|Subject: Chapter 239 - Part 1 (16 and above)
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Date Posted: Monday, April 24, 07:18:25am
In reply to:
's message, "Dreams in the Dark (chapters 221--?)" on Monday, February 13, 07:24:07am
Extra warning: There's maybe one, mild swear word here. I'll rate it 16 and above, just to be safe.
Dreams in the Dark (239/?)
by Katherine Gilbert
The day, once more, was lingering, yet another long journey on the rails underway. With it, Nikita's illness had returned, her struggle to stay healthy long enough to get home not an easy one--but this was now an eternal sort of truth. No matter how hard they tried, life, it seemed, never quite worked out as any of them planned.
It was two days after the arrival of Adrian's telegram, Michael and his wife back on board the *Golden State Express*, as it rumbled its way clumsily along back toward Los Angeles. The journey was never-ending, every mile an extra eternity. Or, at least, that was the way it felt to one of its expectant passengers.
Nikita was taking a deep breath, as she sat in her compartment, trying to let yet another round of illness pass away. It hadn't really been quite as bad this time, the nausea mostly kept in check--but even the threat of it was disquieting enough, the sensation making it impossible to enjoy, or even quietly endure, the journey home--all outer facts meaningless. In reality, the ride was quite smooth, the compartment fairly comfortable, the service wonderful. But to a woman suffering from morning sickness, it was anything but. She might as well have been riding in a box carried by a lopsided camel.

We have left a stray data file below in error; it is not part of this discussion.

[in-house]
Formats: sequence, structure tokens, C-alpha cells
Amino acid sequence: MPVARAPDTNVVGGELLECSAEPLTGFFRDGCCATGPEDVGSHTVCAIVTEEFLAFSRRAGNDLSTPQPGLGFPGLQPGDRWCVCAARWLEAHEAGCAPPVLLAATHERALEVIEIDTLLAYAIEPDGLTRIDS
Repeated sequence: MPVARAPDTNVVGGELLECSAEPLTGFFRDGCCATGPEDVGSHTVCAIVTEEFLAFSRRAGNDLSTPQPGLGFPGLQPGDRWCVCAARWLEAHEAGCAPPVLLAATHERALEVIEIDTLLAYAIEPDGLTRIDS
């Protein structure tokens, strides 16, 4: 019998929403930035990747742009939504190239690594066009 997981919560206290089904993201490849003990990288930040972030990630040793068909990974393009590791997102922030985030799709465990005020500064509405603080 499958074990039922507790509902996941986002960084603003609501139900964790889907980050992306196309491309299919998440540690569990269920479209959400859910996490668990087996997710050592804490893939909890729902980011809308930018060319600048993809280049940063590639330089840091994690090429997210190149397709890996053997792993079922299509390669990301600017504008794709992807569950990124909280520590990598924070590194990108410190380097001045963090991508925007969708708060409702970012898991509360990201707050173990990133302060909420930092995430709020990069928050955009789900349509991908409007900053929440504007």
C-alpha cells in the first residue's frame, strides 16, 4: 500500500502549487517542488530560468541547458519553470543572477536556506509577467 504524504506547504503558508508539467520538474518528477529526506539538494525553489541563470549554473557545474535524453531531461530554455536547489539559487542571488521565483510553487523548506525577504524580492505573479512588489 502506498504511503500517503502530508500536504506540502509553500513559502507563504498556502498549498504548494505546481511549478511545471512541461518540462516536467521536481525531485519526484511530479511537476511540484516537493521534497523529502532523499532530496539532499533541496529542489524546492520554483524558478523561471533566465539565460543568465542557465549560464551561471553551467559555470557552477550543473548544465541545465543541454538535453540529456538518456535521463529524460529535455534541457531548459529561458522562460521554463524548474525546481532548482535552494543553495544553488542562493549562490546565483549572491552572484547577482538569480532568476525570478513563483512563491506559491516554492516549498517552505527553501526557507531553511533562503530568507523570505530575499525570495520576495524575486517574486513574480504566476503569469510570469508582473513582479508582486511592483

This image might have made her smile, had she felt more well, but that wasn't likely at the moment. True, she was certainly better than she had been on the trip up, Davenport's concoction--whatever it might be--keeping her far more settled than she had hoped. But there was always that slightly unpleasant edge to her health, keeping her from any hope of settling in; her eyes closed, sigh lingering. All she could really hope was that they would make it home soon--because she really didn't want to have to put up with this much longer.
She tried not to think into her discomfort, tried to not to count down the hours they had left until their arrival back home; it was less than 15 now, should be a comfort to her. But it was difficult to forget. The child she carried simply didn't seem to be the traveling type; she sighed, aching to be back. She supposed she would have to get used to having her son near her for life.